If you don’t know what IPv4 and IPv6 are, this post isn’t for you.
If you know, and are wondering how you might implement IPv6, this might be of interest. We handle http/https requests using a white box router running Debian. Until recently, we were IPv4 only, and the router used NAT to connect to an existing subnet with a local IPv4 address space (in the 10.x.x.x range). What makes it odd is that the subnet is also reachable through a different IPv4 address and NAT—it’s ancient history in a network that has been running since the 1990’s.
When our upstream became IPv6-ready, I found that simply allowing the entire subnet to acquire IPv6 addresses wasn’t practical. I’m not ready to give up the protection that NAT gives a lot of the devices on the subnet, many of them aren’t fully IPv6 ready, and it seems like a herculean task to test the whole mess and verify its security. But it turns out that there is a simple solution that allows us to tunnel http/https requests directly to the web server while leaving the rest of the network unchanged. It doesn’t increase our attack surface in the way that bypassing NAT for IPv6 requests would, and limits added exposure to our web server box only. It will let us incrementally add IPv6 to other services, but in a controlled fashion. In some ways it’s kicking the IPv6 can down the road. It’s a pragmatic solution, though, in a world where a single network engineer (me) cannot really dedicate days to re-configuring and vetting the entire network to support v6 all at once.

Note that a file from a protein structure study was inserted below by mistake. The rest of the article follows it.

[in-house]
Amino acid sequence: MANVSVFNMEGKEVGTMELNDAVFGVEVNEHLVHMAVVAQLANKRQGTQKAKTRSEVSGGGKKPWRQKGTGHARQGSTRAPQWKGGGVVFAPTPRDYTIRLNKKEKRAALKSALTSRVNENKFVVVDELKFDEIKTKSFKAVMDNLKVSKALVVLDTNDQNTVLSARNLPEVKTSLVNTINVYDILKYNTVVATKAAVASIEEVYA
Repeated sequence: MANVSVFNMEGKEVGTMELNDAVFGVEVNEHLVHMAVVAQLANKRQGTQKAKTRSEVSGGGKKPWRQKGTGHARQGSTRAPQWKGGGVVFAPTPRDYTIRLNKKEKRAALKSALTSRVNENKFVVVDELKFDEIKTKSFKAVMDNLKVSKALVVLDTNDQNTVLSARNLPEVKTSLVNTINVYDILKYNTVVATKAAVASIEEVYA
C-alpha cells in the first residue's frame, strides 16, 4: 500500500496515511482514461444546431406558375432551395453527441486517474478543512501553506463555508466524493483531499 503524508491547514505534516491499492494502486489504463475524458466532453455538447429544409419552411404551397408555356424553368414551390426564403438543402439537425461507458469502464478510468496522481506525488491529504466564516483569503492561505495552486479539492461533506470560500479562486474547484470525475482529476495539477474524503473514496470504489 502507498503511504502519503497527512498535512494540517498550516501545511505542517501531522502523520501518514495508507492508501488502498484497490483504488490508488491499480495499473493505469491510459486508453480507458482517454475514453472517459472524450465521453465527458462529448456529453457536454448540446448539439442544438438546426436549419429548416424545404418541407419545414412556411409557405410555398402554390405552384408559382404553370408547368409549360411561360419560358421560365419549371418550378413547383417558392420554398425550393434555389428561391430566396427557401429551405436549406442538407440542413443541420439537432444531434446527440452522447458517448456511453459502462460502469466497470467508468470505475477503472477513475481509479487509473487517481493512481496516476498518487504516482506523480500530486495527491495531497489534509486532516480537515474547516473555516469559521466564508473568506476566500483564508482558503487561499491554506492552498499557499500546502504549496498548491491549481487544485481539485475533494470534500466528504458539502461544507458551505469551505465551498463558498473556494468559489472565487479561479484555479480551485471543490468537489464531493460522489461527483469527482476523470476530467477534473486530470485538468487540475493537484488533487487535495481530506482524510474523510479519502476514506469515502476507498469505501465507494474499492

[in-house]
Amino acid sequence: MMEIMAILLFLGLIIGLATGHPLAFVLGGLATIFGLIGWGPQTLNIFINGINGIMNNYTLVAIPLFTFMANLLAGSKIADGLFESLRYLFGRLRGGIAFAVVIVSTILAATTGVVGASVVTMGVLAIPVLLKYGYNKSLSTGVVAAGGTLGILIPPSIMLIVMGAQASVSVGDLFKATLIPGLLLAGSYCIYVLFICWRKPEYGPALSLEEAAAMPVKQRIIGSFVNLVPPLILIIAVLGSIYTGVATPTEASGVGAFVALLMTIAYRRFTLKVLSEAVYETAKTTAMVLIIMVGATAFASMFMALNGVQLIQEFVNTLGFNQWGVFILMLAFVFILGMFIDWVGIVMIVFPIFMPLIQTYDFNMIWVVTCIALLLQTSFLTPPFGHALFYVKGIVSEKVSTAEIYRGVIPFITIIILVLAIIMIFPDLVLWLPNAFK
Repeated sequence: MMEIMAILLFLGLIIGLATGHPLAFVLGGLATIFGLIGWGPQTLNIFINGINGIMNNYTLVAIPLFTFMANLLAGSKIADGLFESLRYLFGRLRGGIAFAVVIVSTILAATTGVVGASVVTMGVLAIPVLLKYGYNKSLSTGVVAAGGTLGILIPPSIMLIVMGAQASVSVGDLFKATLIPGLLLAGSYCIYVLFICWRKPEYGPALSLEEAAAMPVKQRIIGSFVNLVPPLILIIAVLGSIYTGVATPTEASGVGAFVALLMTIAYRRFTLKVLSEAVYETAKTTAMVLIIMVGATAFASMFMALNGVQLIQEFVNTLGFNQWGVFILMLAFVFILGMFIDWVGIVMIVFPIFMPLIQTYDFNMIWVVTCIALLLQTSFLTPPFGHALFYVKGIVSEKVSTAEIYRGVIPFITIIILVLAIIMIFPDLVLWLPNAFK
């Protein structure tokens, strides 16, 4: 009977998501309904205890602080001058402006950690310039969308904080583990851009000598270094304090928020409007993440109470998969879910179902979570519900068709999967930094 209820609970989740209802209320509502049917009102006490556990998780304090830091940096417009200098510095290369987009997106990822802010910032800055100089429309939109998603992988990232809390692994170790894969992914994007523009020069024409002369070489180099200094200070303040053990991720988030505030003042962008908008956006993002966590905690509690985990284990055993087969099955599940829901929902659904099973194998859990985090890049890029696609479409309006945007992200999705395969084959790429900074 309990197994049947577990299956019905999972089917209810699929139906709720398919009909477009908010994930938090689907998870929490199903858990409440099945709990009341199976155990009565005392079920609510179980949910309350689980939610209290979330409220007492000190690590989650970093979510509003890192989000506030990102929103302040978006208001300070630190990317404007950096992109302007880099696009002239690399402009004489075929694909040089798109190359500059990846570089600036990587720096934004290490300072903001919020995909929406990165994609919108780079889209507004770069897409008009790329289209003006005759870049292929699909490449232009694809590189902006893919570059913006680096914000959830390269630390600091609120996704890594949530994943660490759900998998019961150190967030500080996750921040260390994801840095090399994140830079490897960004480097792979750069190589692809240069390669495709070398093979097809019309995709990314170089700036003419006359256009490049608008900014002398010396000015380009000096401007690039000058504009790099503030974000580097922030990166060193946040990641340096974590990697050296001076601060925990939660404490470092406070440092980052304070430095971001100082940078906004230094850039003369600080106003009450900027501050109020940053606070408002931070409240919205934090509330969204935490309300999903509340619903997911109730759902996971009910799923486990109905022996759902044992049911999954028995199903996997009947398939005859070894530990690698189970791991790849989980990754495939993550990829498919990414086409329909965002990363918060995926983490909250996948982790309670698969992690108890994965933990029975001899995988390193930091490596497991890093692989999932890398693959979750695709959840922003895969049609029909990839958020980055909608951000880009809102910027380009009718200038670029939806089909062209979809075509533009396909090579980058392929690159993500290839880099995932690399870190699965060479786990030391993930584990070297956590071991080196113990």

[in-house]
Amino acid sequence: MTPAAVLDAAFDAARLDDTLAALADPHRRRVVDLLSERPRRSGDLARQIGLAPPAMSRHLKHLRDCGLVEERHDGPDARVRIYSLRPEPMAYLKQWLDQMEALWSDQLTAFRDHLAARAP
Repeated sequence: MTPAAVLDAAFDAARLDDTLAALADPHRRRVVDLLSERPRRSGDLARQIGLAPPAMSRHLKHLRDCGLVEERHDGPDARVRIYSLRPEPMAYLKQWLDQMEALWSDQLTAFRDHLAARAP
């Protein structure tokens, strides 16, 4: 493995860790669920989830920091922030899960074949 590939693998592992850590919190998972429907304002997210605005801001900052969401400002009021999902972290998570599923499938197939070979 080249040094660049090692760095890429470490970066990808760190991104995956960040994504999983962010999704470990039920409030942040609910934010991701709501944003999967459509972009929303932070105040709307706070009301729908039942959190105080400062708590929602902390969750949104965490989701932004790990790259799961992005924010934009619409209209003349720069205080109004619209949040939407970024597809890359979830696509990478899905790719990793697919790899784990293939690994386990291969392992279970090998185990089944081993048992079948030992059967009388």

The answer is to use
socat to tunnel requests on the router’s IPv6 address to the private IPv4 space:
/usr/bin/socat TCP6-LISTEN:443,fork TCP4:10.0.137.88:443 /usr/bin/socat TCP6-LISTEN:80,fork TCP4:10.0.137.88:80
Hint: debugging can be tricky if you cannot control whether requests come from the v4 or v6 space. I created an FQDN that has no A records, only AAAA records, for testing purposes (sixtest.sacdoc.org) which forces an IPv6 connection. I also made heavy use of a handy IPv6 web site reachability test.
Also be aware that using this technique will mess up your web server logs. Connections will appear to come from the router’s local IPv4 address. If that’s a concern, you can turn on logging in the router firewall, though you’ll have to correlate your router and web server logs if you want to know the IP address associated with a given request.